County jail officials push for video bail hearings

But Towson residents worry about influx of suspects

January 26, 2007|By Josh Mitchell | Josh Mitchell,Sun reporter

Baltimore County jail officials plan to institute video conferencing for bail review hearings, saying the technology would save money and police officers' time.

The plan has stirred concerns among residents in Towson, who worry that more inmates who post bail would be released from the main detention center in their community instead of from police precincts throughout the county.

Currently, many inmates are transported from the county Detention Center in Towson to district courts in Essex and Catonsville to appear before judges for bail reviews.

With video conferencing, the inmates would sit before a camera in Towson, and their images would be projected in courtrooms as judges reviewed their bails.

"It's just safer to walk them down the hallway in the jail, and they never leave the confines of our secure institution for these hearings," said James P. O'Neill, director of the county Bureau of Corrections.

O'Neill has been working with police officials on details of the plan, which would be presented to County Executive James T. Smith Jr. for approval.

Administrative judges from the district and circuit courts also would have to approve the change.

Mike Ertel, a community activist in Towson, said he fears that the new plan would lead to twice as many inmates being released on bail from the main Detention Center than under the current system.

"You're taking three release points and making them all one," said Ertel, adding that many inmates could be released far from their homes. "It's not really that they're dangerous. We're not saying that they get out of jail and hold up a bank. But what they are doing is they're bugging people for money or cigarettes. There's just always some nuisance issue."

He said he wants the county to find a way to transport inmates from the Detention Center to areas near the homes.

The center provides bus tokens to inmates, officials said. And O'Neill said that the new plan would not lead to a big increase in the number of inmates being released from Towson.

T. Wray McCurdy, a criminal defense lawyer, echoing some of Ertel's concerns, said after a hearing before state senators from Baltimore County last week in Annapolis that detention center officials are not considering all of the implications of the plan.

"Anybody that it impacts has been left out of the debate - the citizens, the arrestees," he said.

Detention Center officials say they plan to meet with nearby residents to discuss the plan.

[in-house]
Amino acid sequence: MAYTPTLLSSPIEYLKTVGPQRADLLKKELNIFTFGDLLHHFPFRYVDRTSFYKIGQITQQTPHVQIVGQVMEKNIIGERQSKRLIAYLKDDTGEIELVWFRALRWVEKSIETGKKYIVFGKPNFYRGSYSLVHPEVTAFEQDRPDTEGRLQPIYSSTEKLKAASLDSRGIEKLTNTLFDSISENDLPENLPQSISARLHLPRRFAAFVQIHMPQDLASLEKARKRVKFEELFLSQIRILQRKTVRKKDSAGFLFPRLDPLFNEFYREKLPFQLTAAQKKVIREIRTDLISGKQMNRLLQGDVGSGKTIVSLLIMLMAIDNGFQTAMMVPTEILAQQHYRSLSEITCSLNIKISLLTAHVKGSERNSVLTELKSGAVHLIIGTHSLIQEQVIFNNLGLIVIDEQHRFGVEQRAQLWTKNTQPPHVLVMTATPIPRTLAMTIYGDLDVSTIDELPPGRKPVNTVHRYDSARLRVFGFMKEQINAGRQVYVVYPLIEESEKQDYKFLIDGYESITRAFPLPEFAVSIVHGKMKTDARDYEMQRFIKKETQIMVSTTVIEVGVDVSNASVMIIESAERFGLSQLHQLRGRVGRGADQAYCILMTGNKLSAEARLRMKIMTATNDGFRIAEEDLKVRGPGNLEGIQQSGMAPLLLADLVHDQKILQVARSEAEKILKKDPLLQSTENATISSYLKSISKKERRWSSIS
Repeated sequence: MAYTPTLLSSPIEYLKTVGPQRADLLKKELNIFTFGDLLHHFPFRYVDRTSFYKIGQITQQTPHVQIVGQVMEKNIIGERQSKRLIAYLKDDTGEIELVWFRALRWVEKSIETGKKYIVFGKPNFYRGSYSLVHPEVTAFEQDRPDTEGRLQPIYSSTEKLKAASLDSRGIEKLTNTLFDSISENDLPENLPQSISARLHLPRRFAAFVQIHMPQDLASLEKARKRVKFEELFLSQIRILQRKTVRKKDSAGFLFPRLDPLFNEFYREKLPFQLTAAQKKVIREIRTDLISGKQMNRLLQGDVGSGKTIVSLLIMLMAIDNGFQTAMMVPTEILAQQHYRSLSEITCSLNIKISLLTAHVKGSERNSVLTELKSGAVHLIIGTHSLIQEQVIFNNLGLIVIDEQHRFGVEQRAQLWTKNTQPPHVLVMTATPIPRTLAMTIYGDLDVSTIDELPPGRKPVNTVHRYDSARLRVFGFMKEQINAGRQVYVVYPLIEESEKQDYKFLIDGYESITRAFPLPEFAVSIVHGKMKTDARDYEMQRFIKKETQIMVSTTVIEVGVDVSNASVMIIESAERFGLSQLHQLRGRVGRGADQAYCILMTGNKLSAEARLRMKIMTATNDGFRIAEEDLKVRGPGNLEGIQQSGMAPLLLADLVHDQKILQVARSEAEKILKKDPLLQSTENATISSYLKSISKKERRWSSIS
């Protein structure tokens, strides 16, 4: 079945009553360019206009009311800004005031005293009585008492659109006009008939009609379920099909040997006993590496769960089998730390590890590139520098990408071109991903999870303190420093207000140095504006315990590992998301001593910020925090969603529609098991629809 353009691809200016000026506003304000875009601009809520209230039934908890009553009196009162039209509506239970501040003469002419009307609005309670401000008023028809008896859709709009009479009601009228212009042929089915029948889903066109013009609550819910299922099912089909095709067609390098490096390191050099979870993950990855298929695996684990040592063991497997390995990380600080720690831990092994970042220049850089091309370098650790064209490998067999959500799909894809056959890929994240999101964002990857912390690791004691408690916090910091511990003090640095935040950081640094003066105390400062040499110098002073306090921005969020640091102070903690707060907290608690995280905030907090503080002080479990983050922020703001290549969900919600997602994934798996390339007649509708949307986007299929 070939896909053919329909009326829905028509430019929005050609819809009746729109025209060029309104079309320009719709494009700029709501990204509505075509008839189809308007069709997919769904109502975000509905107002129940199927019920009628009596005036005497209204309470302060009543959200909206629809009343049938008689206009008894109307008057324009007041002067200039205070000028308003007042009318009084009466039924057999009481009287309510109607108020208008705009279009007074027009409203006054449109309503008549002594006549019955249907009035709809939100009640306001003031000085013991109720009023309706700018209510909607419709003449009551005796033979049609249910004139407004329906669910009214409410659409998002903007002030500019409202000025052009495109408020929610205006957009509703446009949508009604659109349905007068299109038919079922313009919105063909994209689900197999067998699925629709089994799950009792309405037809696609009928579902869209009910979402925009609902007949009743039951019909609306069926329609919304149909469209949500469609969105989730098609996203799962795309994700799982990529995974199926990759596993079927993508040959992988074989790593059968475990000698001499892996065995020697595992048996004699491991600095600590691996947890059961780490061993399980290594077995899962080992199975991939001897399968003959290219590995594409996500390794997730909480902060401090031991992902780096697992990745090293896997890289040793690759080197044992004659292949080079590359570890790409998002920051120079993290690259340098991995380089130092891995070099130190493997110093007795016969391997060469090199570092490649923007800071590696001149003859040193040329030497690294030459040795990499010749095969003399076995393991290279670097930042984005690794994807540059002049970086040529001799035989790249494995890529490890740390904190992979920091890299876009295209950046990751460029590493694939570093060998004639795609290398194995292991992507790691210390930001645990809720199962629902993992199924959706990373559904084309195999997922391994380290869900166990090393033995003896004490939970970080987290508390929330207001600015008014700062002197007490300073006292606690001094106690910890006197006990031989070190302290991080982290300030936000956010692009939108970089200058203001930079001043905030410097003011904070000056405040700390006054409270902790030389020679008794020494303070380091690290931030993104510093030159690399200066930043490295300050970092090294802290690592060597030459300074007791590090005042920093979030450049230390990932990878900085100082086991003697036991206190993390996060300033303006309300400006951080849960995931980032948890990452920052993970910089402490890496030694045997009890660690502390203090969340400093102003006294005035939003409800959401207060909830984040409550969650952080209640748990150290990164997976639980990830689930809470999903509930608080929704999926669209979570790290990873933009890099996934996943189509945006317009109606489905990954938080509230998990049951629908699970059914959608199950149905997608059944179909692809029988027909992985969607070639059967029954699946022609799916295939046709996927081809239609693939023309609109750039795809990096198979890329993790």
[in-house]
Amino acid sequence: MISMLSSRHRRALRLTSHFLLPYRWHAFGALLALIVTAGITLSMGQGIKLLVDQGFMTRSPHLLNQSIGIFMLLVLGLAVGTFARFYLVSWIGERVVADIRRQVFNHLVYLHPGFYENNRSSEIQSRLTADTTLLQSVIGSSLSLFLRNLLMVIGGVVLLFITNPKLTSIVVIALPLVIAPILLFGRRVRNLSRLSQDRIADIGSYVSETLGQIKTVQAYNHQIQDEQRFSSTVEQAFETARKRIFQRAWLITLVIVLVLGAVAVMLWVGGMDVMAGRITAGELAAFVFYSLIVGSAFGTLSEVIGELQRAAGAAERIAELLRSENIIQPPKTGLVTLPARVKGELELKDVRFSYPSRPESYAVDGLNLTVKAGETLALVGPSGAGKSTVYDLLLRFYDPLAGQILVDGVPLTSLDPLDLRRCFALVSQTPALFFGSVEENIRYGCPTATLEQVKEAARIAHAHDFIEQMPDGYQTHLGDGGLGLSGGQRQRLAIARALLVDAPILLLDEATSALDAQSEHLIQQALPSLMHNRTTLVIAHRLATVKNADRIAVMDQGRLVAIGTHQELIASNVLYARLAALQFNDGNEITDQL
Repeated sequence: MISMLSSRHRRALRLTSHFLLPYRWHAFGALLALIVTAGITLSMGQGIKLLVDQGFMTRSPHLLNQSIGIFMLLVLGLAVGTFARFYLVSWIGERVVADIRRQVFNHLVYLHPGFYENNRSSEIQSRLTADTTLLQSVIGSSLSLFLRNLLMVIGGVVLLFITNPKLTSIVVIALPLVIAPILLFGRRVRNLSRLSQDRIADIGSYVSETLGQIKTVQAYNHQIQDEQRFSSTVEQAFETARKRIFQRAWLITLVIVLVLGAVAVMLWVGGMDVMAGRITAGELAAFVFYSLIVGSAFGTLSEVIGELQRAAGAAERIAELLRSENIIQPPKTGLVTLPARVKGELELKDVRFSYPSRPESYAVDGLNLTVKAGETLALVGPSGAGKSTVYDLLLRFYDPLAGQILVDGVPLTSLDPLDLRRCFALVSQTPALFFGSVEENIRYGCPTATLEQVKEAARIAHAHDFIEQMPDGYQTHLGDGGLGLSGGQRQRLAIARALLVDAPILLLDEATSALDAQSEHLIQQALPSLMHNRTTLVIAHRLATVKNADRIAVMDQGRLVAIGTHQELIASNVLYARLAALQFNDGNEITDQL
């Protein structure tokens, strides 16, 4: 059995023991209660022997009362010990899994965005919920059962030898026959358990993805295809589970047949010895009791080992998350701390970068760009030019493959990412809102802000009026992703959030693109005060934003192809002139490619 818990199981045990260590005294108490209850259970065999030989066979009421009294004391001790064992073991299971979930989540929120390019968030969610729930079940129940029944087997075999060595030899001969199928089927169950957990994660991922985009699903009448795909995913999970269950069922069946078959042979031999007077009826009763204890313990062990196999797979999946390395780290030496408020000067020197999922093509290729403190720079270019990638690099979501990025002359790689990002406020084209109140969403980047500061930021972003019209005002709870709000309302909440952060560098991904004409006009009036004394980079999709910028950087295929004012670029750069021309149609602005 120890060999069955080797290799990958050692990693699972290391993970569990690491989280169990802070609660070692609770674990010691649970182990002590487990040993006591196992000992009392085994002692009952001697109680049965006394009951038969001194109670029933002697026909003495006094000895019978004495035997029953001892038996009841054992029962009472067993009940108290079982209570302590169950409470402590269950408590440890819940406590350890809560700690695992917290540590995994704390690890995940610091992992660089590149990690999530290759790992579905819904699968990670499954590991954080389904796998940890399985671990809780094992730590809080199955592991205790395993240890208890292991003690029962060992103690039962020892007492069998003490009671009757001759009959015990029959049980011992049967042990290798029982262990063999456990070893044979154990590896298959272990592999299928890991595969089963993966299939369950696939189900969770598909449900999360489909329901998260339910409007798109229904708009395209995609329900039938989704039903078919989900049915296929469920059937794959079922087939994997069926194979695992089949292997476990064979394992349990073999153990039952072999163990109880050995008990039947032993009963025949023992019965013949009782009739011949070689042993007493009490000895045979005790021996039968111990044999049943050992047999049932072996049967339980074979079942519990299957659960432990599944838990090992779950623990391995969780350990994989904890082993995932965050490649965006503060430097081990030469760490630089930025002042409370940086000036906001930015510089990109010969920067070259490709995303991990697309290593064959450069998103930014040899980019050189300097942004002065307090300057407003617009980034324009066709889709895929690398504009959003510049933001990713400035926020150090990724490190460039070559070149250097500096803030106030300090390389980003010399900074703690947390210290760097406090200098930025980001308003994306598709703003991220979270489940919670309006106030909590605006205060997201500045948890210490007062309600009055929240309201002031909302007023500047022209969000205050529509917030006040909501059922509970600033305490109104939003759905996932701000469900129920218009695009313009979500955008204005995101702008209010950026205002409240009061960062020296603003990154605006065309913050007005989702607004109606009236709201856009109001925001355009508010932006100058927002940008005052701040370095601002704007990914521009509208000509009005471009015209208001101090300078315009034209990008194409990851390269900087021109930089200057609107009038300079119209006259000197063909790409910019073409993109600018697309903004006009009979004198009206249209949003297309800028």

Meg Ferguson, Smith's criminal justice coordinator, said the project would likely require the installation of about a half-dozen cameras - one at each court building and one or more at the detention center in Towson.

District Court buildings also would have to be wired for the technology. Ferguson could not provide a cost estimate for the project.

But officials say the change to video conferencing - which is used in many jurisdictions in the region - would save money in the long run.

People arrested now appear before a District Court commissioner in Towson, Catonsville or Essex - whichever is closer to the police precinct where they were taken after arrest. If they are denied bail or if they cannot post bail set by the court commissioner, they are taken to the Detention Center.

The next business day, they are transported by police officers or county-hired security officers to district courts to appear before a judge for a more exhaustive bail review.

Under the new plan, which officials hope to have in place by the spring, the expense of transporting them would be eliminated. And police officers at precincts would be faced with fewer inmates to monitor, officials said.

"This is all about keeping our police officers on the streets," Police Chief Terrence B. Sheridan told county state senators at the Annapolis hearing last week.

Donald I. Mohler, a spokesman for Smith, said the county executive also likes the idea.

"It doesn't make sense to be housing inmates at the 10 precincts all across the county sometimes for as long as three days, four days," Mohler said. "We also think that this proposal will allow us to get more police officers on the street and get them out of the taxicab business, so to speak."

State Sen. James Brochin said he wants the county administration to include residents in the project's planning.

"They want their concerns heard," the Towson Democrat said last week in Annapolis. "When this hearing is over, they want to be sitting at the table."

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